Venture vs. Visionary
Venture Way vs. Visionary Way
The business building road you choose is critical. To date, venture capital and angels insist entrepreneurs take one road and only one road – the Venture Way. According to the research, driving the start-up down this road has been a disastrous journey 8 out of 10 times – that’s the bad news. The good news is there is another highway to take – the Visionary Way.
There is no shortage of books and curriculum about how to access angel and modern venture capital financing. Our task is not to repeat the fine material on the subject. Sometimes these policies and practices are explicitly published by angels and VCs. More often the following policies and practices are implicit and unpublished. Regardless, these policies and practices shape the way any new venture launches if its investors are angels or modern VCs. Figure 1 shows the eight policies and practices that make up the philosophy of the Venture Way model. These eight policies and practices suggest that the Venture Way is very much a project-or one-product-based business-building experience. Venture Way businesses are short term and have to take advantage of immediate opportunities. They are deliberate planning and execution-based attempts to start, finance, and exit quickly after exploiting one idea. The entire justification for the business rests on financial success (this is neither right nor wrong—it just is). Predicting success is largely done by assessing current category circumstances. Most assumptions about the future have to be verifiable up front. Patience by investors is in short supply. Jim O’Connor, former Director of Motorola’s Intellectual Property Incubation and Commercialization and former head of Motorola’s venture fund, describes the philosophy underlying Venture Way businesses the best: “if an idea is not working, kill it.”
- Charismatic leaders with great track records1
- Big and fast-moving market2
- Blockbuster first product3
- Growth-stock not value-stock-based companies. Deliberate execution to plan Fast to IPO or sale4
- Replace key executives quickly if benchmarks are missed If the idea is not working, kill the company quickly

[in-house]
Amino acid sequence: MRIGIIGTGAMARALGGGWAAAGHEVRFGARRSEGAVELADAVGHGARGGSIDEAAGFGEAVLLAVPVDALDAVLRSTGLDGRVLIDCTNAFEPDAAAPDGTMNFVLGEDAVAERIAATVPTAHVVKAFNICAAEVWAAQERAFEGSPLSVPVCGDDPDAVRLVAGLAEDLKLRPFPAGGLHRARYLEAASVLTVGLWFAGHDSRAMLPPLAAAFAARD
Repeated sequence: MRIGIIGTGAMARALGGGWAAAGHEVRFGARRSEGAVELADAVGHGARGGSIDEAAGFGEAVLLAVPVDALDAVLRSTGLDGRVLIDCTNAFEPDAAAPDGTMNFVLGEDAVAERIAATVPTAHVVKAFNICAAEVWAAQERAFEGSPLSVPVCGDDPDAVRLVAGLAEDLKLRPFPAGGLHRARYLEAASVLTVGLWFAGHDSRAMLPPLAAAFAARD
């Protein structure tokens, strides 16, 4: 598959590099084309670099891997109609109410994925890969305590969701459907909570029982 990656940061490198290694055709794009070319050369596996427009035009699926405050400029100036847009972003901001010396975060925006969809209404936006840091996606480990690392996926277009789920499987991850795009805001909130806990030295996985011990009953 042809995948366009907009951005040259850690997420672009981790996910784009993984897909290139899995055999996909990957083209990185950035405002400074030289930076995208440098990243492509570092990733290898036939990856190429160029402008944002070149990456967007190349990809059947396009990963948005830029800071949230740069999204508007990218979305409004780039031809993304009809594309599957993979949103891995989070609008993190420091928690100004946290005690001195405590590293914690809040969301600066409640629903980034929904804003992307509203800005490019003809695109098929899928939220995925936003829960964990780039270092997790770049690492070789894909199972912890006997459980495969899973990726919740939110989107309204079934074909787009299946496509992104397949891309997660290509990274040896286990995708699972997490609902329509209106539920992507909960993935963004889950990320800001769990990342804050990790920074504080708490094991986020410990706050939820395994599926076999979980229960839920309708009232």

2 Older larger VC firms want market size to be 500 million plus. Newer smaller VC firms accept market size to be 200 million plus.
3 Any VC wants market share to be at least 25%.
4 Older larger VC firms want $100 to $300 million revenue stream within five years and IPO exit. Newer smaller VC firms accept $60 to $80 million revenue stream within five years and sale or IPO exit.
These three studies have the following similarities:
- University centered—Stanford, Harvard, Colorado
- Led by professors widely respected in business research supported by research staffs
- Took over five years to complete
- Resulted in best-selling business books
- Appeared on the covers of popular business magazines
Two of these studies, Built to Last and Good to Great, examined the success traits of public companies that have persevered and profited over many years and through many industry cycles. The third study, The Origin and Evolution of New Businesses, put 100 of America’s fastest growing private companies under the microscope, from their launch through their tenth year. Over 50 percent 50% of these companies were in the teleco, computer, and medical industries—typical venture capital sectors. The average company on the Inc. Fast 500 list had revenues of $15 million, 135 employees, and a five-year sales growth of 1,407% or 281% per year. The companies researched were not all technology companies. However, enough of them were. Figure 2 identifies the five disciplines of the Visionary Way.
- Tier 2 leadership
- Authentic core drivers
- Build organization first
- Hold two opposed ideas at once and remain functional
- Systematically innovate and transform
To learn more about LabX Ventures, Venture Science, or our New Venture Assessor (NVA) Tool